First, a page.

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Breaking The Rules With The Gap

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Are we all looking around for rules to break for the holidays? Well the Gap thinks we should be. One of the company's new ads shows young people prancing around to celebrate "Christmas, Hanukah, Kwanzaa or solstice," while singing "86 the rules, do whatever you like, have a happy do-whatever-you-wannakah and have a cheery night."


WATCH:

Outside of the American League's designated hitter rule, and maybe the Gap's refusal to mention Festivus, there's no rule that really irritates me for the holidays. I imagine that the writer of the ad, after scratching his head for hours trying to think of something original, fell back on the most conventional of all advertising messages to the young: it's ok the break the rules, so please do it.

The ad agencies have been flogging this theme since the heyday of the Boomers. Take Burger King's old mantra, "Sometimes you gotta break the rules" (eating all those Whoppers will give you a blimp-like body and maybe a heart attack, but you just gotta do it anyway). "Just Do It" (Nike) and "Obey Your Thirst" (Sprite) were both bits of rule-breaking advice, slightly disguised. But straightforward and flatfooted anti-rule messages have been more common. There include Outback Steakhouses ("No rules. Just right"), Don Q Rum ("When you have a passion for living, nothing is merely accepted. Nothing is taboo...break all the rules") Another rum, Bacardi Black, ran a campaign promising to take the drinker to a dark and boozy universe where anything goes ("Some people embrace the night because the rules of the day do not apply.") One ad, almost entirely black, showed a wobbly woman in an evening dress, surely hinting that the rule against predatory sex is one of those pesky daytime inhibitions that Bacardi helps us overcome..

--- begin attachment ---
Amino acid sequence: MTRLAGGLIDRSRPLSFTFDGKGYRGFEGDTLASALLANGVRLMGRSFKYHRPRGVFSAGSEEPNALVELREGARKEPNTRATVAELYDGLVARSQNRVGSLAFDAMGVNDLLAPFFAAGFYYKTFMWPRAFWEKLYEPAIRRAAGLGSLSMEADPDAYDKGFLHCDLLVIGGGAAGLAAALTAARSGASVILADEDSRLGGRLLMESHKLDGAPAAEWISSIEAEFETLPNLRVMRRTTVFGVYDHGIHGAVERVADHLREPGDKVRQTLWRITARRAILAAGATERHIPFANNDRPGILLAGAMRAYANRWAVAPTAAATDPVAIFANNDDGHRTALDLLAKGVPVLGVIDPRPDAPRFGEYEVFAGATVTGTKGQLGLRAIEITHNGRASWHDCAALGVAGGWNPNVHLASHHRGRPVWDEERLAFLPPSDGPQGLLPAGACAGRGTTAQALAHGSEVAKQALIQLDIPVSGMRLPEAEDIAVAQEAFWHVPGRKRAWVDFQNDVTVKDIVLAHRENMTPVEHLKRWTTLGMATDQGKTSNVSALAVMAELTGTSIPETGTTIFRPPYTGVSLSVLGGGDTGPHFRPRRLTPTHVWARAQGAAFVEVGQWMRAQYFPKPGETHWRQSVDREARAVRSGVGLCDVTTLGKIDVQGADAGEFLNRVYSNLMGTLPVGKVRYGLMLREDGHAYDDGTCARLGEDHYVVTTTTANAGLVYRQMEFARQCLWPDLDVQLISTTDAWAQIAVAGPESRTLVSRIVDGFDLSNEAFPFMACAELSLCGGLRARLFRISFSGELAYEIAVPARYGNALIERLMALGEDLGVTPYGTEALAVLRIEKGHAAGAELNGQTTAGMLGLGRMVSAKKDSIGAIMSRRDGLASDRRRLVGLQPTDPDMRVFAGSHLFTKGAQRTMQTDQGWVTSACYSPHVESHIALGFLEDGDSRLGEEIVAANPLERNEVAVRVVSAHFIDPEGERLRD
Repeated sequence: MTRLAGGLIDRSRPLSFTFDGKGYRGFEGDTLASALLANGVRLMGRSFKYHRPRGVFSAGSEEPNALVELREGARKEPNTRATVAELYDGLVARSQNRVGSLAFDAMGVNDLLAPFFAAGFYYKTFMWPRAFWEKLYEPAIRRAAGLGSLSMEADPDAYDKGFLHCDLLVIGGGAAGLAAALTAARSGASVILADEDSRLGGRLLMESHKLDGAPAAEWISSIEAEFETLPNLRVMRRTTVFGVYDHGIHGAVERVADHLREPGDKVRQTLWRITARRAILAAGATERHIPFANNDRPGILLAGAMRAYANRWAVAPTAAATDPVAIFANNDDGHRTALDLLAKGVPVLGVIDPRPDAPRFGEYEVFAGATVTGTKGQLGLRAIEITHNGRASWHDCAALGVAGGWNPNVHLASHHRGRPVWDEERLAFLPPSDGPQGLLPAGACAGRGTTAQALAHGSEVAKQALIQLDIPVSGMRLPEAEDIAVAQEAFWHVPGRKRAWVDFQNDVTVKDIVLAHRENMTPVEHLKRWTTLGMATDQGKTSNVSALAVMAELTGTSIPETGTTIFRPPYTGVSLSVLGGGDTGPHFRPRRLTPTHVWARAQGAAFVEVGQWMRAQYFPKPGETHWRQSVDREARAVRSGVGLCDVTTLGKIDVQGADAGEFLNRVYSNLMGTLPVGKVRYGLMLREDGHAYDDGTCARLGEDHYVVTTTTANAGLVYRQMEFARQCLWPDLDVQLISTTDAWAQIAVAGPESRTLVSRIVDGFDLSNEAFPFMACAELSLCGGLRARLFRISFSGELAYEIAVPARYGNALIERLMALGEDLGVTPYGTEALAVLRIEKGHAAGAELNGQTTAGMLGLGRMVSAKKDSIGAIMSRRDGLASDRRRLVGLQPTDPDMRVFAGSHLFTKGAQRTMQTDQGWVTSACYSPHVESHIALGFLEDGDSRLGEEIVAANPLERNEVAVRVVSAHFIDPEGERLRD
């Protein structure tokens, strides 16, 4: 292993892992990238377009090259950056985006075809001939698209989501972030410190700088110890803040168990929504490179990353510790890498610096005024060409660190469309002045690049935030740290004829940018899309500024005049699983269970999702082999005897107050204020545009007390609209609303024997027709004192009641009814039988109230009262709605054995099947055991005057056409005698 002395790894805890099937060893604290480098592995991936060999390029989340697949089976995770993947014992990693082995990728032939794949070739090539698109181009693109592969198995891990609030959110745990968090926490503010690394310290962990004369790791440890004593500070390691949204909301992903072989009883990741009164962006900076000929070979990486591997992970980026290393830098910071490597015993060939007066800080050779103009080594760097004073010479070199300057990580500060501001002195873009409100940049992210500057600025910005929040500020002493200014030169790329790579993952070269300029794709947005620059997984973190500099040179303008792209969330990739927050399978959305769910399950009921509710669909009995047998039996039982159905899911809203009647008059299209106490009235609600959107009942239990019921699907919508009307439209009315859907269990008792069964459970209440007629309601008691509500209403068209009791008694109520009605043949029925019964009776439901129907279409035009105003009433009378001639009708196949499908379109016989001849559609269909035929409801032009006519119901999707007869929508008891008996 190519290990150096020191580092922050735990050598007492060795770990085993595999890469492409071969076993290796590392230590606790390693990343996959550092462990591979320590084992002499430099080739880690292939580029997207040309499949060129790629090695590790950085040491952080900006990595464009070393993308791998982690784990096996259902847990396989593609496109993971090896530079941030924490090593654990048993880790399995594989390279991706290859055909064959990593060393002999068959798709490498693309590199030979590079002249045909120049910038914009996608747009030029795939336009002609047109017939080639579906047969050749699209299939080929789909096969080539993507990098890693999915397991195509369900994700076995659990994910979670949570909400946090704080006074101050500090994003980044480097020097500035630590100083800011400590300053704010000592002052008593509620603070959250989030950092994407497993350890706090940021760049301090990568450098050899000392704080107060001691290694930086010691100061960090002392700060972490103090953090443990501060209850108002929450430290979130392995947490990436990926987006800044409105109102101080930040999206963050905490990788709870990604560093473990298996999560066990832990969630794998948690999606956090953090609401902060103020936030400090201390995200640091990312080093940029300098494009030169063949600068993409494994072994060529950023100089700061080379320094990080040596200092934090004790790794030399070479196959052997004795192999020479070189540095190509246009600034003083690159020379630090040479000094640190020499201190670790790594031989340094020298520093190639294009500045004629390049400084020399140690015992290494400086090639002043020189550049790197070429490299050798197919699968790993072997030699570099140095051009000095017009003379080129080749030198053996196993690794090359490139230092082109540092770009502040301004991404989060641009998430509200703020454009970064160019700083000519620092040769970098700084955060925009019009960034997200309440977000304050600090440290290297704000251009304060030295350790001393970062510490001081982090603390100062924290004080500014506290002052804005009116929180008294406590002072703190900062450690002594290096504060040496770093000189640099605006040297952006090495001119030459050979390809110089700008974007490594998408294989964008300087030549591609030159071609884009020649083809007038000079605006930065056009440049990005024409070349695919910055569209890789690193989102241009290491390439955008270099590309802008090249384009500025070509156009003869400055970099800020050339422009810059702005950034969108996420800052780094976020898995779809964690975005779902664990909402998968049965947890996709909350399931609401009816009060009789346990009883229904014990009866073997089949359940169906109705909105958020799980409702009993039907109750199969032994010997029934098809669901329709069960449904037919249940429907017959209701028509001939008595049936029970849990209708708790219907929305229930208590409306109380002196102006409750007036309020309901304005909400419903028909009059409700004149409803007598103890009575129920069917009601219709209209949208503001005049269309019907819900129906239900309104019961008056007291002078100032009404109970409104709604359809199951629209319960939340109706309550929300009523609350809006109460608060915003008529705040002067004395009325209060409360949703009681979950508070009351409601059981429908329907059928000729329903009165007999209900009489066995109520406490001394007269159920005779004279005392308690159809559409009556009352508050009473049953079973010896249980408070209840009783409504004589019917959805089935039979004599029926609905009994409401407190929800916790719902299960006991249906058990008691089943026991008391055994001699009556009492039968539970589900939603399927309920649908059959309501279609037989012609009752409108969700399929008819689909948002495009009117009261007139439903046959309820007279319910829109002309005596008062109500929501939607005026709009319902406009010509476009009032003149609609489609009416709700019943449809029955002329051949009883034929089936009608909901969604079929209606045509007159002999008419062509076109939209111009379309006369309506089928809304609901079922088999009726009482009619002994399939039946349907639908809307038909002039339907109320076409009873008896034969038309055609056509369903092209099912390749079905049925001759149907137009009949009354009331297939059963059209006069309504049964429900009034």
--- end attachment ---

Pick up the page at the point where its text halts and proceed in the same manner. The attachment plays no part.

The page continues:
The no-rules campaign is everywhere these days, in book titles, songs, album covers, fashion and on Web sites ,e.g., Adobe's www.defytherules.com, with an ad featuring an elderly woman defying rules (and common sense) by driving her motorbike off a stanchion of a high suspension bridge. The theme has popped up in many totally irrelevant places, such as ads for the theatrical group De La Guarda ("No rules"), Nieman Marcus ("No rules here"), the Ikea "Break the Rules" Bed-making Contest and an ad for Woolite ("all the rules have changed," an ad line says under a photo of a women, presumably a Woolite user, groping or being groped by two men.) Even a shoe ad can promise a world without norms or rules (Our shoe "conforms to your foot you don't have to conform to anything":--Easy Spirit shoes).

The central message here is strongly anti-social--we should all rebel against social order, restraint, all authority, and rules of any kind. Focus groups and psychological research at the ad agencies show that the message works. So advertising creates a feedback loop, pumping back into the culture a stronger version of what's already there. So even a merry little Gap ad has to have a rule-breaking message tucked into it. The point is to make money by associating harmless products with transgression. But don't think about it too much or you may want to ask, what exactly is so transgressive about shopping at the Gap?